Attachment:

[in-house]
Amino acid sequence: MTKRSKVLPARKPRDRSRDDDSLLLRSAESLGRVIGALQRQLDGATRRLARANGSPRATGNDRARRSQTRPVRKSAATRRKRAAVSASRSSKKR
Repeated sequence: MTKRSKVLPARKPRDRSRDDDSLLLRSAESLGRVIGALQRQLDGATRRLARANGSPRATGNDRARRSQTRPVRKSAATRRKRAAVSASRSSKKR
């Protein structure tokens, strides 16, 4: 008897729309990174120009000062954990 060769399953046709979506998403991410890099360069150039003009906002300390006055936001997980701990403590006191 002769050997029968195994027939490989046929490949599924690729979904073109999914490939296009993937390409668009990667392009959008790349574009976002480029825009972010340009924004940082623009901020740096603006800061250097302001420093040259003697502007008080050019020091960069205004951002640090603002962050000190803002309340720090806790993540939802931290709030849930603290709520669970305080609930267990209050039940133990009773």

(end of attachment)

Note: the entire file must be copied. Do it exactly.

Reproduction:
[in-house]
Amino acid sequence: MTKRSKVLPARKPRDRSRDDDSLLLRSAESLGRVIGALQRQLDGATRRLARANGSPRATGNDRARRSQTRPVRKSAATRRKRAAVSASRSSKKR
Repeated sequence: MTKRSKVLPARKPRDRSRDDDSLLLRSAESLGRVIGALQRQLDGATRRLARANGSPRATGNDRARRSQTRPVRKSAATRRKRAAVSASRSSKKR
């Protein structure tokens, strides 16, 4: 008897729309990174120009000062954990 060769399953046709979506998403991410890099360069150039003009906002300390006055936001997980701990403590006191 002769050997029968195994027939490989046929490949599924690729979904073109999914490939296009993937390409668009990667392009959008790349574009976002480029825009972010340009924004940082623009901020740096603006800061250097302001420093040259003697502007008080050019020091960069205004951002640090603002962050000190803002309340720090806790993540939802931290709030849930603290709520669970305080609930267990209050039940133990009773």